New class for humanities majors provides a deeper look at career development

Students adjust during COVID-19 pandemic to maintain experiential learning
Illustration of workplace
HUM 275: Careers for Humanities Majors provides students with experience and skills to put their degrees to use. (Stock illustration.)

A new class called Careers for Humanities Majors is helping students explore job opportunities and develop skills for starting a new career.

As part of HUM 275, students work on resumes and cover letters, take field trips to local organizations and businesses, practice networking with professionals, and hear from speakers working in different industries who graduated with humanities degrees.

“I’ve been teaching courses like this in the Department of English,” said Kirstin Wilcox, the course’s instructor and director of the newly created Humanities Professional Resource Center. “It’s clear that students in humanities benefit from guidance and thinking broadly about those skills and learning how the skills connect to the workplace.”

The course has now pivoted to an online format, in keeping with the University response to COVID-19. Invited speakers continue to share advice with students in weekly Zoom meetings, and students continue to share career strategies on an online discussion board, in addition to completing their career planning assignments.

“Social distancing doesn’t have to be an obstacle to networking and career exploration,” Wilcox said. “I’m encouraging students to reach out by email and phone to make professional connections and have informational interviews.”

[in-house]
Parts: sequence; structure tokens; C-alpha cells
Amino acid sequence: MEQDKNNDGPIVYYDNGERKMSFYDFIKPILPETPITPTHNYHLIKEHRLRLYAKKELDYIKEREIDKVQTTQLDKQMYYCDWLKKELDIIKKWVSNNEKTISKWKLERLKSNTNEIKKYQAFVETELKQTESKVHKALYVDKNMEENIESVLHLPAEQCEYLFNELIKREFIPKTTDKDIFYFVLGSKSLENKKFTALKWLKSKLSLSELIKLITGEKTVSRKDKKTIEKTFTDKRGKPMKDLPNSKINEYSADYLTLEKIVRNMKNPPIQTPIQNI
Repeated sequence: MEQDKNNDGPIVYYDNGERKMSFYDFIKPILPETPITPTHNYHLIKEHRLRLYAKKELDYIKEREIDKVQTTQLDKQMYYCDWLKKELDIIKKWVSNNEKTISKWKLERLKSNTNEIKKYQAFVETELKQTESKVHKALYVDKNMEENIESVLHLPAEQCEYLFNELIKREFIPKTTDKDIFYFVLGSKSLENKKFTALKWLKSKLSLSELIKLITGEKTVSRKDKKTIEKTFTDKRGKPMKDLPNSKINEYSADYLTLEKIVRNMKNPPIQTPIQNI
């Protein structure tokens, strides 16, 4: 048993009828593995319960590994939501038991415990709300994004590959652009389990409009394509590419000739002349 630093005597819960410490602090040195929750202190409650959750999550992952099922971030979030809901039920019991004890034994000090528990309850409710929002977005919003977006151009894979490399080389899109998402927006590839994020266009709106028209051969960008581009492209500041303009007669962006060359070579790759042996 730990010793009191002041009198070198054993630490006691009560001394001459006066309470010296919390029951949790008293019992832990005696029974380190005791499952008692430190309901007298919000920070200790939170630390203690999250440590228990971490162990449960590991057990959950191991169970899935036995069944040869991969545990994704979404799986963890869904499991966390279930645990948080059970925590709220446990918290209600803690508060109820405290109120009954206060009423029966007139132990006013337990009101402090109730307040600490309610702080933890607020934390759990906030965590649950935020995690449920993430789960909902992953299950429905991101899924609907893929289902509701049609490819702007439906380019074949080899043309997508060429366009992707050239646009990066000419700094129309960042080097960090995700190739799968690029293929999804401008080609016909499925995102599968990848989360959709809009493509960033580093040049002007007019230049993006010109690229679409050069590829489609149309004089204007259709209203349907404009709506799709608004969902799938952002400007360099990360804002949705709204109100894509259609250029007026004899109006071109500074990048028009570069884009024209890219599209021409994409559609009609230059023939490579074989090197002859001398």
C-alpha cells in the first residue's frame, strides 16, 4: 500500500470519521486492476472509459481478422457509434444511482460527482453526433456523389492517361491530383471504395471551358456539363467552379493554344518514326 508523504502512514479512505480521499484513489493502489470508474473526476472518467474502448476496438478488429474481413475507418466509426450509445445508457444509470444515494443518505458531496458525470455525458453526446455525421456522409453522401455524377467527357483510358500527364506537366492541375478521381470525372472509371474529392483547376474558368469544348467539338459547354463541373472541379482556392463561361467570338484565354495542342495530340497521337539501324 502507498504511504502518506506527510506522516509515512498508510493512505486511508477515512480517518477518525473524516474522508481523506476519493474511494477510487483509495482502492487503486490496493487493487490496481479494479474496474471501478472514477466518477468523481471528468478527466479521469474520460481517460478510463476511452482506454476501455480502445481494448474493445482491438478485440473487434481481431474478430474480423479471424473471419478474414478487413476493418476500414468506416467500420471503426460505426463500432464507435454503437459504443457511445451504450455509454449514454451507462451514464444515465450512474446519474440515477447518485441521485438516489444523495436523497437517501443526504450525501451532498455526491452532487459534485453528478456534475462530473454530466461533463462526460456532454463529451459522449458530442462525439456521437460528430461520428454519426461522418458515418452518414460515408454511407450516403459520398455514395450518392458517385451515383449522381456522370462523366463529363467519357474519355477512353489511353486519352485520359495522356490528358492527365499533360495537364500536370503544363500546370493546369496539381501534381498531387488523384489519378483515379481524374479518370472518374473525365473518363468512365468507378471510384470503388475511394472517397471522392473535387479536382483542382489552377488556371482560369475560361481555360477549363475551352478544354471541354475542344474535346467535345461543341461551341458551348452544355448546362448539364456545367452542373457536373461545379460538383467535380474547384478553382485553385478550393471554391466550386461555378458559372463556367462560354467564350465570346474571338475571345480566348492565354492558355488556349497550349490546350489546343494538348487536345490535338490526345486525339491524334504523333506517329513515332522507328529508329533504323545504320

The class places emphasis upon building networking skills and exploring job opportunities through hands-on experience and field trips. So far, they’ve listened to speakers such as Laurel Straub, an assistant vice president at State Farm, visited employers such as the University of Illinois Press, and have gotten job application advice from a panel of human resource professionals.

Because humanities degrees often build cross-disciplinary skills and don’t restrict students to a single career path, the abundance of options can be overwhelming, Wilcox said. Class activities, such as analyzing job ads and conducting informational interviews with people from different industries, can help students understand what career paths they’re interested in and prepare them to interact in a professional environment. 

“They enjoyed getting to work on resumes and cover letters from the perspective of a humanities major,” Wilcox said. “They liked the exposure to different career paths, as well as the affirmation that humanities skills are needed in the workplace.”

The class is made up of juniors and seniors from many humanities majors, including English, history, and Latina/Latino studies. Stanley Smith, who majors in history and linguistics, said the best part of HUM 275 has been one-on-one career coaching with Wilcox.

“HUM 275 awakened my inner professional and created an atmosphere of success for everyone in the course,” Smith said. “In taking HUM 275, resources which had been on the peripheral were now going to be in the epicenter for me.”

After a pilot class last fall, the course will continue to be offered every semester as a two credit hour class. Wilcox welcomes speakers to talk to her class, and prospective speakers can contact her at

“Words cannot express my happiness for discovering all these U of I resources at my fingertips,” Smith said. “My advice is to enroll in HUM 275, you never know what opportunities are in the fold waiting to be opened.”

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Heather Schlitz and Dave Evensen